Cox originally proposed a 10-person investigative committee — with five Republicans, five Democrats and limited subpoena power - to look into claims by Vanessa Tyson and Meredith Watson that Fairfax sexually assaulted them years ago.

Both Tyson and Watson have asked the General Assembly for the opportunity to publicly testify.

Nancy Erika Smith, an attorney for Watson, said she "looks forward to testifying at this forum."

"It is our understanding that the hearing will be public and televised and that Ms. Watson, Dr. Tyson and Lt. Governor Fairfax will all testify under oath and be subject to the same rules and requirements, including our right to present witnesses and corroborators," Smith said in a statement.

Bell said that two weeks had passed since the women had made “very specific and detailed allegations that they had been sexually assaulted by Lieutenant Governor Justin Fairfax. Governor Fairfax has denied these allegations. They’re obviously — extraordinarily — extremely serious. We tried to work diligently with our colleagues across the aisle to create a bipartisan way to investigate. Proposed a special subcommittee that would have been five-five — five Republicans, five Democrats — to hear testimony, issue subpoenas, conduct the investigation. That was declined.”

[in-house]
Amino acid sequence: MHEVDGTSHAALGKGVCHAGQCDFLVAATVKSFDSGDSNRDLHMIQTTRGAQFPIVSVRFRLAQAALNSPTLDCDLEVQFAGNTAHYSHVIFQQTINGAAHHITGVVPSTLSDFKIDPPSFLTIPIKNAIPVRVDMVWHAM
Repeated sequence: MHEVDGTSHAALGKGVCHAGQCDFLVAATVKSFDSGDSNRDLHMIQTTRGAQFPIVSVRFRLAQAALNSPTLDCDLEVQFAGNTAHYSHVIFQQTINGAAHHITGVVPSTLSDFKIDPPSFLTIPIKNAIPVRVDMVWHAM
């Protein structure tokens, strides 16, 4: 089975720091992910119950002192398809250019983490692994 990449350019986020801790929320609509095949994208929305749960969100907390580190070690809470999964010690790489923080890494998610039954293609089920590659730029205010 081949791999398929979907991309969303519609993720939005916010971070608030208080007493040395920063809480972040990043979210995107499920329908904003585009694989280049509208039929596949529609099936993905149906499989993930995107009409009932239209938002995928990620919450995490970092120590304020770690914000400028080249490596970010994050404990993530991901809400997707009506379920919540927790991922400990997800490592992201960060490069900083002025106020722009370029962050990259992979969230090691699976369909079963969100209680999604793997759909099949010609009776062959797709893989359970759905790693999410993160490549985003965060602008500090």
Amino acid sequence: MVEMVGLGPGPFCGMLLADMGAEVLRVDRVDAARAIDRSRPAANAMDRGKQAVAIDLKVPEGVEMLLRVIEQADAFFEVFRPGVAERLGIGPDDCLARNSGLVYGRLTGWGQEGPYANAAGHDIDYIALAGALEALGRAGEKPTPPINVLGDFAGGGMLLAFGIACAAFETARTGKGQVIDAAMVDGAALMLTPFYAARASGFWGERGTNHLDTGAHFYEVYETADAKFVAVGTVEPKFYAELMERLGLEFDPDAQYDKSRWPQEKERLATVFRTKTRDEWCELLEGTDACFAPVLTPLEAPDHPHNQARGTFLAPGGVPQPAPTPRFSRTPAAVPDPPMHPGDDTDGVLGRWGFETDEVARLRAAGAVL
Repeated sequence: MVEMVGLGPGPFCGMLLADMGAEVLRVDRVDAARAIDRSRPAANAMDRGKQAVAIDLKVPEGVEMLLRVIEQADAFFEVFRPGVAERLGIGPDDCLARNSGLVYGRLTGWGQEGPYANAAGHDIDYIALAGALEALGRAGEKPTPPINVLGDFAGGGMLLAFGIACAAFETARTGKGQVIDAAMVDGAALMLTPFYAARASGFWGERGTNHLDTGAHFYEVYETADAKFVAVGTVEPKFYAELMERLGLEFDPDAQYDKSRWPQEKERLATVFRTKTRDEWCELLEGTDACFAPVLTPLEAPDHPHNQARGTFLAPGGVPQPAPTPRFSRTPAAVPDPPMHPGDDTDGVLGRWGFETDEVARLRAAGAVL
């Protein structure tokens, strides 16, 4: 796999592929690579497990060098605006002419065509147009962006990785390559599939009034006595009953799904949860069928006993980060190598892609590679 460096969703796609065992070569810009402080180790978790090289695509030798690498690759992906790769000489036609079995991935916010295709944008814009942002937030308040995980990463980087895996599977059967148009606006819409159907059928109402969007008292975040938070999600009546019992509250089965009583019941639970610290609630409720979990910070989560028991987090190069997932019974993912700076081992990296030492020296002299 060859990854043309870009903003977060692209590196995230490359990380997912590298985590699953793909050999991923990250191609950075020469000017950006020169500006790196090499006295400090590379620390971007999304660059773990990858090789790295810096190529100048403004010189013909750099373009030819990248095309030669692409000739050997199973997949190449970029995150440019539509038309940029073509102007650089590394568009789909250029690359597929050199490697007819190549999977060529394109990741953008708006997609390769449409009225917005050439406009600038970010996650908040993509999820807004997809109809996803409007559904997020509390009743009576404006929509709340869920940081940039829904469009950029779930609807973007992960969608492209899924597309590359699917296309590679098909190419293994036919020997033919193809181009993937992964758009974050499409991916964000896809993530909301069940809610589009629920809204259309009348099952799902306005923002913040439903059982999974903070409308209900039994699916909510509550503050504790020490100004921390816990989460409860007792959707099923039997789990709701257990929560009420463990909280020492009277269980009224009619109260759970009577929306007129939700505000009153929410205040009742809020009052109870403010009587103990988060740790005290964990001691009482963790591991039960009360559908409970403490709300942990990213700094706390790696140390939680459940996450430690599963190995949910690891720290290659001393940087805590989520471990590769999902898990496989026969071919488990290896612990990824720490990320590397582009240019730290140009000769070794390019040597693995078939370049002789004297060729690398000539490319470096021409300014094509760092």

On Thursday, House Minority Leader Eileen Filler-Corn, D-Fairfax, confirmed that she and other Democratic leaders had met with Cox but said they were concerned that an investigative panel could impede possible criminal investigations.

"Nobody wants this to turn into a political, partisan show," Filler-Corn said.

She also said she was wary of agreeing to the formation of the committee without more details in writing. "We asked for the specifics: 'What are you talking about? What would this look like? How would this be done?' "